The comic moves on to our secret little teams below the Earth, in a dimension away from the Earth and somewhere in the Galaxy’s outer rim, (but I doubt its Tatooine). In all instances they find evidence of mass killings on the level of genocide and one that might be loosely termed ‘sphericide.’ I will be honest that one is a pretty good reveal, but for anyone with young children all I can think of is the Mr. Moon cartoon and that rather ruins the fun. Each of the deaths appears to have been caused by green glowing bullets, which using Marvel’s normal short hand means they are Gamma irradiated rounds because of course Gamma rays are green.
I am both procrastinating and prevaricating in this review because it is all about the ending, which is annoyingly the bit I do not want to give away. However it is so important I have to break my rule and throw in a spoiler warning so I can talk about it.


Oh my god. Now I will not indicate who or by whom, but the murder at the end of the issue is dramatic, unexpected and downright hideous. I thought the big secret in this comic was going to be who killed the Watcher, after all it is the subtitle to the entire series; however this is far more important than that. Now this can go one of three ways; the person in this book is the murderer and thus we are being persuaded that it cannot be as he is revealed in issue 3; or it might be that the person who was murdered is in fact the original murderer and now we have five issues left to piece it all together as to how it got to this point; or finally something really weird is going on and someone just died by mistake. Normally when they kill a big name character they leave a small chink of light for them to have escaped, but this looks about as permanent as they come, even Wolverine would struggle to survive this.

***End Spoiler***

I came into this series with absolutely no idea or wish for it to be good, beyond the obvious wish to only pay out money for decent entertainment. I only know Aaron from Thor and while that series has been great, it is not enough for me to be attached to the writer. I do not recognise Deodato at all, but I am sure I have seen his work elsewhere, so I have no great attachment to that either. What this means it that the entire series and the few crossovers so far have been a pleasant surprise to me because this has been so much better than I thought it would be. If Aaron manages to write his way out of this and give us an ending that lives up to his work so far, then this will be up there with the best crossovers I have ever read. However if he screws this up, then two big name characters just died for no good reason.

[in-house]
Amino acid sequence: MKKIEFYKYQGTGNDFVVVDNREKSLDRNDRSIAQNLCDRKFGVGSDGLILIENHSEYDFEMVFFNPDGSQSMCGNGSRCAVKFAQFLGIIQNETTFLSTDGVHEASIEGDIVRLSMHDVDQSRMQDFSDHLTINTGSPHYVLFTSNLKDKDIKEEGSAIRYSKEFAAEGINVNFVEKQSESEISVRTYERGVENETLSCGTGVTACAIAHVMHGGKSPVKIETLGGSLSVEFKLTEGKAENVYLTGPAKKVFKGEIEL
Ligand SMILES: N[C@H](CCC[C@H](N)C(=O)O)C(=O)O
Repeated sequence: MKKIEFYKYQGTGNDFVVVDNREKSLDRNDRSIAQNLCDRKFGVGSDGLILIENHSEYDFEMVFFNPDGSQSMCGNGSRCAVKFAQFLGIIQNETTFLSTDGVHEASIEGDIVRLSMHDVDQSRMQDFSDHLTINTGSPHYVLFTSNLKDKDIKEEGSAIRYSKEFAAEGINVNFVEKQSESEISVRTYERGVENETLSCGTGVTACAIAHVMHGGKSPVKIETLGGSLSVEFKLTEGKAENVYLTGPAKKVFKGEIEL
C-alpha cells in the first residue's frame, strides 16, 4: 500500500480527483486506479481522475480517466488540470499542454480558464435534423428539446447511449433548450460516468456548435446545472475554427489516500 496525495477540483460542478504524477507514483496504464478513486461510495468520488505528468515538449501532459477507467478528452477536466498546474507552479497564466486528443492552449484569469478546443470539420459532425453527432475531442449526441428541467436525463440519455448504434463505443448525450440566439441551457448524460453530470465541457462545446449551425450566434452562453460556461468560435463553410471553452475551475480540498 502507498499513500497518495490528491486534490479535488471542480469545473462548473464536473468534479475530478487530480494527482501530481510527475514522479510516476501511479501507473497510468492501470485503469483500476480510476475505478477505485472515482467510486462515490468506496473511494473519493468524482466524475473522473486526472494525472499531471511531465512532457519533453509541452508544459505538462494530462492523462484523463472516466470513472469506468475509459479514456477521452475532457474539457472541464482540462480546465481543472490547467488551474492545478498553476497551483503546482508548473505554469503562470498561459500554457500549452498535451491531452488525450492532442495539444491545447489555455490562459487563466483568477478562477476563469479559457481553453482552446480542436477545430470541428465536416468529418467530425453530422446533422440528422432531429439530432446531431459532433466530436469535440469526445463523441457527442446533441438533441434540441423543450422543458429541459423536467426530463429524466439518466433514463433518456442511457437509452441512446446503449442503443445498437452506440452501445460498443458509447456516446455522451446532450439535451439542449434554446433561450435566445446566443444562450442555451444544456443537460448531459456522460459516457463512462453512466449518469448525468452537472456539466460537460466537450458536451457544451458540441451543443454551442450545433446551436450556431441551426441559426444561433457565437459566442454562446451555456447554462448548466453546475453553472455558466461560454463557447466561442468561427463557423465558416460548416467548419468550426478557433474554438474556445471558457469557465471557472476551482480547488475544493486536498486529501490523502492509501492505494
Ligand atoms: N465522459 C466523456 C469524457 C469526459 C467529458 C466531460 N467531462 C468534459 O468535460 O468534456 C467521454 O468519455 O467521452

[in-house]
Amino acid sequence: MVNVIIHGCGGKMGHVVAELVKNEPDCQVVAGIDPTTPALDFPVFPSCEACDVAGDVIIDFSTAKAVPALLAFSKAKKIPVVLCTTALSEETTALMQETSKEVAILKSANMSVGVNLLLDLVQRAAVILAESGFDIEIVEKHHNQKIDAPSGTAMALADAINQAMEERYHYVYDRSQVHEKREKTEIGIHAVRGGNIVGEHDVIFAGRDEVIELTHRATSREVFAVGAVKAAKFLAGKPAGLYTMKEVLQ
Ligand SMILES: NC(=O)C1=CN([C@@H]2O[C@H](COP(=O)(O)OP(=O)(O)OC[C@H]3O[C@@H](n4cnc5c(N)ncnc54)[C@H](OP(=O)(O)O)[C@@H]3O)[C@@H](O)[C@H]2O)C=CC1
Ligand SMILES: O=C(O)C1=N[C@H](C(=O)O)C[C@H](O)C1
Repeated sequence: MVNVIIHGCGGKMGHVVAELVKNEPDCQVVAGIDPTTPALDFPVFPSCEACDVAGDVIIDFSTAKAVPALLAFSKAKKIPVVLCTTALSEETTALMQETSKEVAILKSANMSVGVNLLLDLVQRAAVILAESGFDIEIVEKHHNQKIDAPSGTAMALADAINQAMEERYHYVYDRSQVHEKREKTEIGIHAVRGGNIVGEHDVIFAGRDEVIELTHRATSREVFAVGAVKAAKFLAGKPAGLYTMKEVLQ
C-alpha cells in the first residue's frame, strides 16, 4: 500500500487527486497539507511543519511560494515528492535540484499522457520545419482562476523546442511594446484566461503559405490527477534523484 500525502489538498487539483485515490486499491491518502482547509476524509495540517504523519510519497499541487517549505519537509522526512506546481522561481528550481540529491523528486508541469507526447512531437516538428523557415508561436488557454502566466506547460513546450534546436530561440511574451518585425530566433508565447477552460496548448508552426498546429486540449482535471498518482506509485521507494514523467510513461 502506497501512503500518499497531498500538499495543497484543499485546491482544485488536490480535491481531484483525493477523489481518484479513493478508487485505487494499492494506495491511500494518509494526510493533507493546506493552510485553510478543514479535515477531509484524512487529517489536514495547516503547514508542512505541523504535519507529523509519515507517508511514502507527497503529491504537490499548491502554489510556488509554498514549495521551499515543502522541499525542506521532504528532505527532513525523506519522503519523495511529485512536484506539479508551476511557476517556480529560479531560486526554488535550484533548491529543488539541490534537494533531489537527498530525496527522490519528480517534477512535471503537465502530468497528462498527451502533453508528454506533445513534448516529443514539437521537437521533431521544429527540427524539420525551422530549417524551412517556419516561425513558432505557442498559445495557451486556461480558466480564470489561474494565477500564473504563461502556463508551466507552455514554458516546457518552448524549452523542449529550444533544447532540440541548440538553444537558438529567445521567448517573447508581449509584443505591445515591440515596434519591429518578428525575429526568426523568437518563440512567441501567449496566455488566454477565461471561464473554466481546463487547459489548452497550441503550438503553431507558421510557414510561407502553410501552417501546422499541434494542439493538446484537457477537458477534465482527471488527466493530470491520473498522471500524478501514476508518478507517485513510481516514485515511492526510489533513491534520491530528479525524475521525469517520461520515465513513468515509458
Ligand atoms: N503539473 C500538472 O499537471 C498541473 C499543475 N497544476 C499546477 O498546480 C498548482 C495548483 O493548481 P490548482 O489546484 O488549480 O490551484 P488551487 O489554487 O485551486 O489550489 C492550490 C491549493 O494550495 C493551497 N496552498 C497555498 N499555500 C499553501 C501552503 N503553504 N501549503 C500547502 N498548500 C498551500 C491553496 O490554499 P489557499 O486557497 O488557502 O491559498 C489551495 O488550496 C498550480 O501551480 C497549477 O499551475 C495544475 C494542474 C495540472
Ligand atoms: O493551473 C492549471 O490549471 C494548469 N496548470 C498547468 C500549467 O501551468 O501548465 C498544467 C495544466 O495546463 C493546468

Original Sin #2 Review

by Etienne Paul, CMRO Contributing Writer

Original Sin

Issue #2

Written by Jason Aaron, Art by Mike Deodato

Published: July 2014

Original Sin #2

I have absolutely no idea where to start with this comic. Do I go for the art first? The bizarre team combinations? Perhaps the villain who is so far down the roll of memorable villains that he needs to kill 50 people just to make it onto the Z-list? The thing is, I have had an awful day and what I really want is a terrible comic that I can launch into and rip to pieces, but this is just not it. This is not bad, far from it; it is just so darn confusing. Again even that is misleading; the comic is not confusing because it is hard to follow, more so that it is so complicated and we are getting such a small piece of the story that you leave it feeling like your brain had suffered a minor earthquake.

So, what did I mean when I wanted to talk about the art? The first thing that needs to be said is that the panel layout is exemplary. It may sound a little bit boring, but when you stand back and analyze the comic you can see so many tricks the artist has used to lead the eye around the page, or make you feel off centre by leaning the frames. It shows you that there is so much more than a comic can do without going to the extreme of Marco Rudy* and without falling back to the nine panel grid. Panels can be windows, grids, wavy shapes; people can overlap the edges and fall from one to the other and the artist shows us that we should not be afraid of white space on the page. However there is another side to this. On the close ups and wide shots there is a huge amount of detail and attention to the characters, but in the small panels they lose a lot of definition and there is a lot of inking to hide this. I can accept that this is a style, but I would direct people to Immonen’s work on All-New X-Men. He uses the small panels for close ups and leaves the full body pictures to the bigger panels. When Mike does that here everything looks so much crisper.

That leads me to the bizarre team combinations. I brought this up in the first issue review and it has not gotten any better since. Not only do you have Avengers working with known criminals (Dr Strange and the Punisher or Ant Man and Emma Frost) you then have entire teams of Avengers working in New York with wanted felons such as Magik or Wolverine and Kitty Pride side by side despite their complete falling out. Oh and did I mention that Daredevil is back in New York for some reason, despite being disbarred and hundreds of miles away in a different state. This should matter to me, but to be honest you have to roll with it and accept that in a massive crossover like this, chances are the writer wrote